Liver cancer stem cells

ROCK1: 

Rho-associated, coiled-coil containing protein kinase 1

CCK2R: 

Cholecystokinin-2 receptor

DNMT1: 

DNA methyltransferase 1

CDC25B: 

Cell division cycle 25B

MSK1: 

Antigen identified by monoclonal antibody AJ9

WNT10B: 

Wingless-type MMTV integration site family, member 10B

CFS/ME: 

Chronic fatigue syndrome/myalgic encephalomyelitis

MLL: 

Myeloid/lymphoid or mixed-lineage leukemia

PXR: 

Pregnane X receptor

CAND1: 

Cullin-associated and neddylation-dissociated 1

Bcl-2: 

B-cell CLL/lymphoma 2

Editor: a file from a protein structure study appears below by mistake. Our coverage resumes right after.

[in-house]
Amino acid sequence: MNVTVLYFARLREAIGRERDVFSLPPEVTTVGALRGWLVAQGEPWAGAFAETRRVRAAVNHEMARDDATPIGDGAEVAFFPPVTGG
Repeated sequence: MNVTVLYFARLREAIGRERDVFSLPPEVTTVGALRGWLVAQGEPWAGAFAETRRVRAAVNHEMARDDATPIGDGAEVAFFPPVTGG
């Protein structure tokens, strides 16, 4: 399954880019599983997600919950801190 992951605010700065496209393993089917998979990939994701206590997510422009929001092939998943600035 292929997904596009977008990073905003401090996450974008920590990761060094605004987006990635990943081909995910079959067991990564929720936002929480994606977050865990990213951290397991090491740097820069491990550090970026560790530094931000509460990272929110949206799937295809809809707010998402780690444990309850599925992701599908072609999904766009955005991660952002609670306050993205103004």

HLA-C: 

Human leukocyte antigen C

ACVR1: 

Activin A receptor, type 1

PTEN: 

Phosphatase and tensin homolog

CDC25B: 

Cell division cycle 25B

CCKBR: 

Cholecystokinin B receptor

IGF-IR: 

Insulin-like growth factor-I receptor

IRS1: 

Insulin receptor substrate 1

CaMKIIalpha: 

Calcium/calmodulin-dependent protein kinase II alpha

CSF-1: 

Colony stimulating factor-1

Rictor: 

RPTOR independent companion of MTOR, complex 2.

Declarations

Acknowledgements

This work was supported by National Science Foundation of China (No. 81201888 and No. 81172370),the Project of Science and Technology of Shenyang (F12-193-9-08) and the Program of Education Department of Liaoning Province (L2011137).

Authors’ Affiliations

(1)
Department of Surgical Oncology and General Surgery, First Hospital of China Medical University
(2)
Department of Colorectal Surgery, Liao Ning Cancer Hospital & Institute